And That Happened: Wednesday's Scores and Highlights


Braves 5, Marlins 1: Sometimes there’s a man. I won’t say a hero, ’cause, what’s a hero?
But sometimes, there’s a man. And I’m talkin’ about Brooks Conrad here.
Sometimes, there’s a man, well, he’s the man for his time and place. He
fits right in there. And that’s Brooks Conrad, in Atlanta (1 for 4, HR, 3 RBI).

Padres 3, Cubs 0: San Diego snaps out of it and stays alive. A four-hitter led by Chris Young for five innings and finished by the pen. If the Padres do make it into the playoffs, Young will be huge for them. Partially because he’s 6’10” — that’s huge! — but also because he has an ERA of 0.90 in four starts this year.

Giants 3, Diamondbacks 1: But thanks to the Braves and Giants winning, the Padres don’t gain on anyone.  Eleven Ks in seven innings for Lincecum and a three-run home run for Pat Burrell. Burrell’s homer really shouldn’t count though, what with him being a guy who the Giants just went out and got and slapped “San Francisco” across his chest.

Rangers 6, Mariners 5: A walkoff strikeout. In which the winning team struck out. Classic. You gotta see it to believe it. The beautiful thing about this was that Nelson Cruz had to swing at a wild pitch for it work. If I ran the Rangers’ kangaroo court I’d probably fine him for that even if it did constitute the winning, um, strikeout.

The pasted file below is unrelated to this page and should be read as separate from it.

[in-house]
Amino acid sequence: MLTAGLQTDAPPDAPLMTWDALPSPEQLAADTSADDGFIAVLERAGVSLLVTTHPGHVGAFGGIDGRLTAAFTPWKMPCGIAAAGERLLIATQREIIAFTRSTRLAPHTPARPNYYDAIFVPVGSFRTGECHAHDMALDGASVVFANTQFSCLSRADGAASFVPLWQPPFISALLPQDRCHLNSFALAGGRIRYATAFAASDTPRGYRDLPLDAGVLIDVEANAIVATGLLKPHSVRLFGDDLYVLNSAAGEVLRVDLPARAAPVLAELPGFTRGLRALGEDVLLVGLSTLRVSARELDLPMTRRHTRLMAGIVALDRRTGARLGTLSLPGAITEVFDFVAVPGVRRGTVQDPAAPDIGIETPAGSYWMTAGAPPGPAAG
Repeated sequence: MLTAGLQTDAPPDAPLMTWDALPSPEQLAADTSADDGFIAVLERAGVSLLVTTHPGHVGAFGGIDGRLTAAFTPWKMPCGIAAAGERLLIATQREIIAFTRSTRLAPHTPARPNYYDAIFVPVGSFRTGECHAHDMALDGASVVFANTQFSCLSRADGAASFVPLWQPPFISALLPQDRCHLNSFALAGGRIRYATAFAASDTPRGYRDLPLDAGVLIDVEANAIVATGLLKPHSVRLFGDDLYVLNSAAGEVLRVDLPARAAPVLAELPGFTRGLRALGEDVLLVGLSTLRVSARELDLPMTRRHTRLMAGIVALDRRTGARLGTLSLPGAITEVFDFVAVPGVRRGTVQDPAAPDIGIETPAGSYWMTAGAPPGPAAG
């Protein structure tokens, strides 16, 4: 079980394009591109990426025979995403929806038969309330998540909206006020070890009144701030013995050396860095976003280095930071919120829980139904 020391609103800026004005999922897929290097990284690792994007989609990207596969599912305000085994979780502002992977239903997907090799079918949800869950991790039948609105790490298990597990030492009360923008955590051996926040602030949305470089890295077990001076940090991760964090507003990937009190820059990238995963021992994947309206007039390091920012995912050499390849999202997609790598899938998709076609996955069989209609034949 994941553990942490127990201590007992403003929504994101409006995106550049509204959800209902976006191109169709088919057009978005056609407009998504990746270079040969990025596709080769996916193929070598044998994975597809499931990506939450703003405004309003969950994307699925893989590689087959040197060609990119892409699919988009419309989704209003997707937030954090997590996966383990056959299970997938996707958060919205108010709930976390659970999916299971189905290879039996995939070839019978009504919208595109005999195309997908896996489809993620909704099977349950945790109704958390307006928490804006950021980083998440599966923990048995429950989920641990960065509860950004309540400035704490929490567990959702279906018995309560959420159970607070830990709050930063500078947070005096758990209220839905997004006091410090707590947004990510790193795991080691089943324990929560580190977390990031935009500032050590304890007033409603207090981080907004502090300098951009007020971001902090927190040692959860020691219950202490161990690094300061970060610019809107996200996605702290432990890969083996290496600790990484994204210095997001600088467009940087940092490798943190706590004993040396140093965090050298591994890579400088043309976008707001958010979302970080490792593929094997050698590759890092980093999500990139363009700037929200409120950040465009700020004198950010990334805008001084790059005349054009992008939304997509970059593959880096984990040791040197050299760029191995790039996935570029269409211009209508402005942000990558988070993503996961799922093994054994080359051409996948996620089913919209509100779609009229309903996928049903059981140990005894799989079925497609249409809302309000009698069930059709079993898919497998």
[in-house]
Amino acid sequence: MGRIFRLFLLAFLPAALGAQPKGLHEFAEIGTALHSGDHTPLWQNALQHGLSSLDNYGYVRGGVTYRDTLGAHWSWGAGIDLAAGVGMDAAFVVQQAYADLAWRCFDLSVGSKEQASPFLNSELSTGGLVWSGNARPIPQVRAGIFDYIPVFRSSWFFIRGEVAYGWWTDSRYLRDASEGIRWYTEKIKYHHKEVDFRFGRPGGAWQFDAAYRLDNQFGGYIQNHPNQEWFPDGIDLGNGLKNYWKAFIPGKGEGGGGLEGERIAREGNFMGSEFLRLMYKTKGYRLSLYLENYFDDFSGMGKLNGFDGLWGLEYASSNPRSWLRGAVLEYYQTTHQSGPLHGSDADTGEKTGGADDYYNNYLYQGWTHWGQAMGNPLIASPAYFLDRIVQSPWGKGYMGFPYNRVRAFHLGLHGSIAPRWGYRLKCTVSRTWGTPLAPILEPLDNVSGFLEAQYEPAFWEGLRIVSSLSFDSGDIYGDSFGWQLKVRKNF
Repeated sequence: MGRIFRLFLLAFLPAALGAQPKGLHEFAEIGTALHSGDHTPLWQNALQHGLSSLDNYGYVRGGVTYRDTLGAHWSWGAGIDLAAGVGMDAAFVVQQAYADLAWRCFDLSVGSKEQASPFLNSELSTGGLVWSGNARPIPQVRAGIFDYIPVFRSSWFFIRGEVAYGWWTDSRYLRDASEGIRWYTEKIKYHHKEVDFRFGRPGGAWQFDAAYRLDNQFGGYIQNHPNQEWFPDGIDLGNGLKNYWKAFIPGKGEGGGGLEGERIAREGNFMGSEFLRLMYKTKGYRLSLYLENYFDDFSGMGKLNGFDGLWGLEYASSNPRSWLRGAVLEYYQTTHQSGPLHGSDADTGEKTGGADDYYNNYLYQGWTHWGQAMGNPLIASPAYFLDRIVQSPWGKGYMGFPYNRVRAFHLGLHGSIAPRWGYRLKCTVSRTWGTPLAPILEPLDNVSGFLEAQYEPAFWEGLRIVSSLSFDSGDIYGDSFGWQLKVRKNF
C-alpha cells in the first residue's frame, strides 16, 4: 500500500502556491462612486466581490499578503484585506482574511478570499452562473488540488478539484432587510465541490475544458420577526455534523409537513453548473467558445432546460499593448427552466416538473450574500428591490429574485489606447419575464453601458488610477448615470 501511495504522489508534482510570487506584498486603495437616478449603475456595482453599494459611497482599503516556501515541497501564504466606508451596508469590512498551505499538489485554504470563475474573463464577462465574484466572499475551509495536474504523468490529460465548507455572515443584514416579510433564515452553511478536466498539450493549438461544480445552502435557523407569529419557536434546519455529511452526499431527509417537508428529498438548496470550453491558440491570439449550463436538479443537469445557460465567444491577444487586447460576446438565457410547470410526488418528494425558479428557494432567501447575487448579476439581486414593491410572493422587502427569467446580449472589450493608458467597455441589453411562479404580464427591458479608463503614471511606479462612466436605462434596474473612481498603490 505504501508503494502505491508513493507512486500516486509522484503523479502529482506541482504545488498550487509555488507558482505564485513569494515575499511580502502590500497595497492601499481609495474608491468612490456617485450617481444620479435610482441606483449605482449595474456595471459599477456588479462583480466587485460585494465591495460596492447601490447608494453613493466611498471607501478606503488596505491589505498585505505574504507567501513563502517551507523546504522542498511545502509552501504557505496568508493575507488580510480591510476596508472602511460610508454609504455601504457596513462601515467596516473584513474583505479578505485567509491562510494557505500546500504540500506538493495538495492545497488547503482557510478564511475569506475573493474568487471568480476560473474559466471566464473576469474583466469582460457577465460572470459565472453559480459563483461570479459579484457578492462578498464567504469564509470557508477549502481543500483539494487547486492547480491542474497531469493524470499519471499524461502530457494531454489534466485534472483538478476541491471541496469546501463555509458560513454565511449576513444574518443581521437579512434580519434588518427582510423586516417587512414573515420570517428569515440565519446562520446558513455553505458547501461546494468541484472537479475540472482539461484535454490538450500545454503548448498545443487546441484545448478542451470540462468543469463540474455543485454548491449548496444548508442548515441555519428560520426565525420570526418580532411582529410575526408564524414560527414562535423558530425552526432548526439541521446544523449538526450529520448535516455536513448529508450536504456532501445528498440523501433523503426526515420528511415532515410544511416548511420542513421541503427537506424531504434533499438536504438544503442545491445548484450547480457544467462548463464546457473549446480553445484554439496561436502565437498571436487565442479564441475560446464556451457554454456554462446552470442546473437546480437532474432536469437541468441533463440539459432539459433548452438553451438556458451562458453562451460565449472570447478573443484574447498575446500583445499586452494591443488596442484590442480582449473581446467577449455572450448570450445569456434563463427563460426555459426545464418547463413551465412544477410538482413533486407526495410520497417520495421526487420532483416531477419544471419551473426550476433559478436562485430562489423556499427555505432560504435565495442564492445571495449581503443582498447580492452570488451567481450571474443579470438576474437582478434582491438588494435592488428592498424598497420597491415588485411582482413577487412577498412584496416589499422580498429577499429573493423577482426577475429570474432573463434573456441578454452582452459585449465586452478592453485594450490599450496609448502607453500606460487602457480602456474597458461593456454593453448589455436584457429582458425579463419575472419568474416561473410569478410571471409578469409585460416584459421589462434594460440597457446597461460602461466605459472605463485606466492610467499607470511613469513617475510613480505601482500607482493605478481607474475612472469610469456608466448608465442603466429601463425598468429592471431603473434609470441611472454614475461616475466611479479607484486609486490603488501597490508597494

Indians 4, Tigers 0; Indians 4, Tigers 3: Here’s something I’m having trouble processing: Johnny Damon’s start in the first game made him only the fifth player in history to play in 140 games in 15 consecutive seasons.
The others: Willie Mays, Hank Aaron, Brooks Robinson
and Pete Rose. I never would have been able to come up with that list. I probably would have put Ripken on it and been wrong (thanks 1994 strike!). I never would have put Damon on it. Indians sweep the doubleheader, by the way.